Navigation Links
Social context may be a better indicator of obesity disparities than race
Date:5/6/2010

When analyzing obesity disparities among women, socioeconomic status and social context may be more important than race, according to a study by researchers at the Johns Hopkins Bloomberg School of Public Health's Hopkins Center for Health Disparities Solutions. The authors examined race disparities in obesity among black and white women living in the same social context with similar income and compared these estimates to national data. Nationwide, black women were twice as likely to be obese when compared to white women. However, the researchers found that obesity rates were comparable in a sample of white and black women living in similar social and environmental conditions. The results are featured in the January 2010 issue of the Journal of Epidemiology and Community Health.

"In a national sample not accounting for race differences in social context, black women had twice the chance of being obese as compared to white women," Sara Bleich, PhD, lead author and assistant professor in the Bloomberg School's Department of Health Policy and Management. "To date, efforts to explain the disparity in obesity prevalence have primarily focused on individual level factors and little research has focused on social context as a possible explanation. When we examined poor, urban women exposed to the same environment, race disparities in obesity virtually disappeared."

Bleich, along with colleagues from the Hopkins Center for Health Disparities Solutions examined race disparities in obesity among black and white women living in the same social context with similar income in Baltimore. Using the data from the Exploring Health Disparities in Integrated Communities-Southwest Baltimore (EHDIC-SWB) study, a cross-sectional face-to-face survey of the adults ages 18 and older, researchers compared estimates to national data from the National Health Interview Survey (NHIS) to determine if the race disparity in obesity was attenuated among women living in the same social context. Obesity was calculated from self-reported height and body weight and logistic regression was used to examine the association between race and obesity.

"Accurately accounting for social and environmental exposures is particularly important for the study of obesity disparities given the growing literature linking individual body weight to a host of environmental factors, both positively and negatively associated with body mass index," said Thomas LaVeist, PhD, senior author of the study and director of the Bloomberg School's Hopkins Center for Health Disparities Solutions. "Developing policies that focus on modifying social aspects of the environment may reduce disparities in obesity among low-income women living in urban communities."


'/>"/>

Contact: Natalie Wood-Wright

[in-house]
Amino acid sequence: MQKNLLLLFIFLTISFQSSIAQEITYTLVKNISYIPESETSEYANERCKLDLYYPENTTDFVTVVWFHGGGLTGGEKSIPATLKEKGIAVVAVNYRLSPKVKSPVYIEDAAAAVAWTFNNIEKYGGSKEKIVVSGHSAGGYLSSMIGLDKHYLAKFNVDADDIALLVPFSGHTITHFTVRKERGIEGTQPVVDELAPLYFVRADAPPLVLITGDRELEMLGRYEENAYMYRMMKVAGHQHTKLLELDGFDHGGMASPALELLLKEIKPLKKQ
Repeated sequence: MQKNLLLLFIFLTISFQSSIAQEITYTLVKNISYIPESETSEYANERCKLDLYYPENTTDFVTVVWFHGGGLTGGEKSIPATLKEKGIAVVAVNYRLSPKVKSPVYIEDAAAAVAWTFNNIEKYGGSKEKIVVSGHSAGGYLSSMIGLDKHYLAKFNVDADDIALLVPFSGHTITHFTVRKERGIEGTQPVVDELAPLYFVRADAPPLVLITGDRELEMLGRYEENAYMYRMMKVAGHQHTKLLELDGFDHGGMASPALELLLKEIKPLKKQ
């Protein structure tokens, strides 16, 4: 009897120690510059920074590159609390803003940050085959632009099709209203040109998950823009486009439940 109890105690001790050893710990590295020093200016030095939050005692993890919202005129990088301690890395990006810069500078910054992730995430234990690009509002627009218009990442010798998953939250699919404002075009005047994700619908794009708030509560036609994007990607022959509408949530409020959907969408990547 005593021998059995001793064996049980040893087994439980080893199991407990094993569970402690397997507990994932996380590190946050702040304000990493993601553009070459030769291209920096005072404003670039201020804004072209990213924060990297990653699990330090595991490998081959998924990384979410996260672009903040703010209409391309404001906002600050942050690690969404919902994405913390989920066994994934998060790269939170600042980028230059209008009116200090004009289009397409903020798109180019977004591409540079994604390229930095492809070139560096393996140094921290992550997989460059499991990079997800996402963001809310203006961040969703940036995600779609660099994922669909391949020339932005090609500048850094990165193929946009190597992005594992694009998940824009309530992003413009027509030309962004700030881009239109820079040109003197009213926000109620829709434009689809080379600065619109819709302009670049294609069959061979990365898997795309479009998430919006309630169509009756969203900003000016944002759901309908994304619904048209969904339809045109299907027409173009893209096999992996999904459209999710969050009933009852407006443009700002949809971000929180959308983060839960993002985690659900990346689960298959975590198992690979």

nwoodwri@jhsph.edu
410-614-6029
Johns Hopkins University Bloomberg School of Public Health
Source:Eurekalert

Related biology news :

1. Social habits of cells may hold key to fighting diseases
2. Social parasites of the smaller kind
3. 454 Sequencing uncovers a genetic basis for different social behaviors in wasp
4. NHGRI funds new Centers for Excellence in Ethical, Legal and Social Implications Research
5. Carnegie Mellon, Pitt Team to study psychosocial stress
6. Social stress + darkness = increased anxiety
7. Social standing influences elephant movement
8. Effects of social isolation traced to brain hormone
9. Genes and environment interact in first graders to predict physical but not social aggression
10. Research uncovers the social dynamics of yellow jackets
11. Reflecting on the social implications of human genetics research -- past, present and future
Post Your Comments:
*Name:
*Comment:
*Email:
(Date:3/28/2017)... , March 28, 2017 ... Biometrics), Hardware (Camera, Monitors, Servers, Storage Devices), Software (Video ... and Region - Global Forecast to 2022", published by ... in 2016 and is projected to reach USD 75.64 ... 2017 and 2022. The base year considered for the ...
(Date:3/24/2017)... The Controller General of Immigration from Maldives Mr. Mohamed Anwar ... the prestigious international IAIR Award for the most innovative high security ePassport ... ... Maldives Immigration Controller General, Mr. ... on the right) have received the IAIR award for the "Most innovative ...
(Date:3/23/2017)... The report "Gesture Recognition and Touchless Sensing Market by Technology (Touch-based and ... 2022", published by MarketsandMarkets, the market is expected to be worth USD 18.98 ... Continue Reading ... ...      ...
Breaking Biology News(10 mins):
(Date:10/12/2017)... Irvine, ca (PRWEB) , ... October 12, 2017 ... ... for the Surgical Wound Market with the addition of its newest module, US ... the $1.2B market for thrombin hemostats, absorbable hemostats, fibrin sealants, synthetic sealants and ...
(Date:10/11/2017)... ... ... a basic first aid supply for any work environment, but most personal eye wash can ... a dangerous substance enters both eyes? It’s one less decision, and likely quicker response time ... , “Whether its dirt and debris, or an acid or alkali, getting anything in your ...
(Date:10/11/2017)... ... 11, 2017 , ... Disappearing forests and increased emissions are the main causes ... each year. Especially those living in larger cities are affected by air pollution related ... the most pollution-affected countries globally - decided to take action. , “I knew I ...
(Date:10/10/2017)... PA (PRWEB) , ... October 10, 2017 , ... ... City Science Center’s FirstHand program has won a US2020 STEM Mentoring Award. Representatives ... the award for Excellence in Volunteer Experience from US2020. , US2020’s mission is ...
Breaking Biology Technology: